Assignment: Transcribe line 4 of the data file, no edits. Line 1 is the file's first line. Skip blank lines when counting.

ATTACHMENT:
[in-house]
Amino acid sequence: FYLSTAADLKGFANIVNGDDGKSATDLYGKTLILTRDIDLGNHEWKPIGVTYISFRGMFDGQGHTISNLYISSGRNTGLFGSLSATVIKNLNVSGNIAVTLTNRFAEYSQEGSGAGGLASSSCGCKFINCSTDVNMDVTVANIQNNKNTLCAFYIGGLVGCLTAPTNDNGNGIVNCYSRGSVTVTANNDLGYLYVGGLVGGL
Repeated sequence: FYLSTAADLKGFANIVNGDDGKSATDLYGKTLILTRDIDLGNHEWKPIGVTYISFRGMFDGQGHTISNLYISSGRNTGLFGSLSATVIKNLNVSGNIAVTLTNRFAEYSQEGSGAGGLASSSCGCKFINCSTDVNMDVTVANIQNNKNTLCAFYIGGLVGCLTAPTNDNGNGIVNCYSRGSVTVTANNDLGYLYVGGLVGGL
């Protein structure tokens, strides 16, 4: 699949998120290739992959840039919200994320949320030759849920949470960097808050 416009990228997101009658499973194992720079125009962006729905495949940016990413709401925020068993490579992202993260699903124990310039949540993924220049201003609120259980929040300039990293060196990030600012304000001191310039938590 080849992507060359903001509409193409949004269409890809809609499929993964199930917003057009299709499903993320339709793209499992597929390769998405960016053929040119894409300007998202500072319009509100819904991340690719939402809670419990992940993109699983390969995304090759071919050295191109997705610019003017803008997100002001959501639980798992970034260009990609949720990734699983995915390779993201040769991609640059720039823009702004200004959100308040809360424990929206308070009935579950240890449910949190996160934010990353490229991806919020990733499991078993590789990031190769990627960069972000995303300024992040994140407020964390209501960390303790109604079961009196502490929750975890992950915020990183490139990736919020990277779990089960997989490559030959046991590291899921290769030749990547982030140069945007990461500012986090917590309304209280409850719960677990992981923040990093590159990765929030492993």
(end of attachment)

């Protein structure tokens, strides 16, 4: 699949998120290739992959840039919200994320949320030759849920949470960097808050 416009990228997101009658499973194992720079125009962006729905495949940016990413709401925020068993490579992202993260699903124990310039949540993924220049201003609120259980929040300039990293060196990030600012304000001191310039938590 080849992507060359903001509409193409949004269409890809809609499929993964199930917003057009299709499903993320339709793209499992597929390769998405960016053929040119894409300007998202500072319009509100819904991340690719939402809670419990992940993109699983390969995304090759071919050295191109997705610019003017803008997100002001959501639980798992970034260009990609949720990734699983995915390779993201040769991609640059720039823009702004200004959100308040809360424990929206308070009935579950240890449910949190996160934010990353490229991806919020990733499991078993590789990031190769990627960069972000995303300024992040994140407020964390209501960390303790109604079961009196502490929750975890992950915020990183490139990736919020990277779990089960997989490559030959046991590291899921290769030749990547982030140069945007990461500012986090917590309304209280409850719960677990992981923040990093590159990765929030492993």